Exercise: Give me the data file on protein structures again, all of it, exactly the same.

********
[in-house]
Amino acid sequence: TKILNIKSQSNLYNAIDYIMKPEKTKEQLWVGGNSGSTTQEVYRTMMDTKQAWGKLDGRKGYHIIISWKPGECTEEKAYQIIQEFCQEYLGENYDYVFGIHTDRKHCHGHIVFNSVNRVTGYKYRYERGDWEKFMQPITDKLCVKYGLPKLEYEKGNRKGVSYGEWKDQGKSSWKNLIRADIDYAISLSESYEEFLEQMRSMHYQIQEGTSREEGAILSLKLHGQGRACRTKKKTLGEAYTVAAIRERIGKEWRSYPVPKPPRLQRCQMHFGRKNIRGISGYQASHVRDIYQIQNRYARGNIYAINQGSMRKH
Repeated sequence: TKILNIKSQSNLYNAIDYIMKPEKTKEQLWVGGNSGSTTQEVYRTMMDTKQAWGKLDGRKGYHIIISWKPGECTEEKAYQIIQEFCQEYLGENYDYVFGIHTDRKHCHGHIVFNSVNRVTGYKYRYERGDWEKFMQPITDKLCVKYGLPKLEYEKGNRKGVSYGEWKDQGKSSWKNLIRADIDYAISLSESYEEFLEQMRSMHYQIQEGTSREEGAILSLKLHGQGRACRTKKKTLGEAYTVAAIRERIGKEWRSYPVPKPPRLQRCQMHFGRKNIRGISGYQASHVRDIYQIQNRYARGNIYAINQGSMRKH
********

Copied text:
[in-house]
Amino acid sequence: TKILNIKSQSNLYNAIDYIMKPEKTKEQLWVGGNSGSTTQEVYRTMMDTKQAWGKLDGRKGYHIIISWKPGECTEEKAYQIIQEFCQEYLGENYDYVFGIHTDRKHCHGHIVFNSVNRVTGYKYRYERGDWEKFMQPITDKLCVKYGLPKLEYEKGNRKGVSYGEWKDQGKSSWKNLIRADIDYAISLSESYEEFLEQMRSMHYQIQEGTSREEGAILSLKLHGQGRACRTKKKTLGEAYTVAAIRERIGKEWRSYPVPKPPRLQRCQMHFGRKNIRGISGYQASHVRDIYQIQNRYARGNIYAINQGSMRKH
Repeated sequence: TKILNIKSQSNLYNAIDYIMKPEKTKEQLWVGGNSGSTTQEVYRTMMDTKQAWGKLDGRKGYHIIISWKPGECTEEKAYQIIQEFCQEYLGENYDYVFGIHTDRKHCHGHIVFNSVNRVTGYKYRYERGDWEKFMQPITDKLCVKYGLPKLEYEKGNRKGVSYGEWKDQGKSSWKNLIRADIDYAISLSESYEEFLEQMRSMHYQIQEGTSREEGAILSLKLHGQGRACRTKKKTLGEAYTVAAIRERIGKEWRSYPVPKPPRLQRCQMHFGRKNIRGISGYQASHVRDIYQIQNRYARGNIYAINQGSMRKH